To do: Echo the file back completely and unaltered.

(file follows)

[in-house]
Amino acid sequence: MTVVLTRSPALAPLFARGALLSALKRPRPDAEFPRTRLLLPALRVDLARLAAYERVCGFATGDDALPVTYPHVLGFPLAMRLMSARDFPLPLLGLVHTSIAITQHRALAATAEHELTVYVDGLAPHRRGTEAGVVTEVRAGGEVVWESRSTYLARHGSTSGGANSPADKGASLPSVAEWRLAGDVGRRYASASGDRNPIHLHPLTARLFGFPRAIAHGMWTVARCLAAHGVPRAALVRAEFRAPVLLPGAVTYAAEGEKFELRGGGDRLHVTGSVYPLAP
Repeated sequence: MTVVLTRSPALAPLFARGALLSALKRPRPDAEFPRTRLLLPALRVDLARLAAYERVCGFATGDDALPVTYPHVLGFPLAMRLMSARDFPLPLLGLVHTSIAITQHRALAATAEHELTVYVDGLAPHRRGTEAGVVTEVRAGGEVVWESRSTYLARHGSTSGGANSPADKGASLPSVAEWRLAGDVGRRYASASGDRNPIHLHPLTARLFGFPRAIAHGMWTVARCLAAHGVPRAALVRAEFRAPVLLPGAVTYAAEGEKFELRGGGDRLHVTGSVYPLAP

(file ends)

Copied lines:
[in-house]
Amino acid sequence: MTVVLTRSPALAPLFARGALLSALKRPRPDAEFPRTRLLLPALRVDLARLAAYERVCGFATGDDALPVTYPHVLGFPLAMRLMSARDFPLPLLGLVHTSIAITQHRALAATAEHELTVYVDGLAPHRRGTEAGVVTEVRAGGEVVWESRSTYLARHGSTSGGANSPADKGASLPSVAEWRLAGDVGRRYASASGDRNPIHLHPLTARLFGFPRAIAHGMWTVARCLAAHGVPRAALVRAEFRAPVLLPGAVTYAAEGEKFELRGGGDRLHVTGSVYPLAP
Repeated sequence: MTVVLTRSPALAPLFARGALLSALKRPRPDAEFPRTRLLLPALRVDLARLAAYERVCGFATGDDALPVTYPHVLGFPLAMRLMSARDFPLPLLGLVHTSIAITQHRALAATAEHELTVYVDGLAPHRRGTEAGVVTEVRAGGEVVWESRSTYLARHGSTSGGANSPADKGASLPSVAEWRLAGDVGRRYASASGDRNPIHLHPLTARLFGFPRAIAHGMWTVARCLAAHGVPRAALVRAEFRAPVLLPGAVTYAAEGEKFELRGGGDRLHVTGSVYPLAP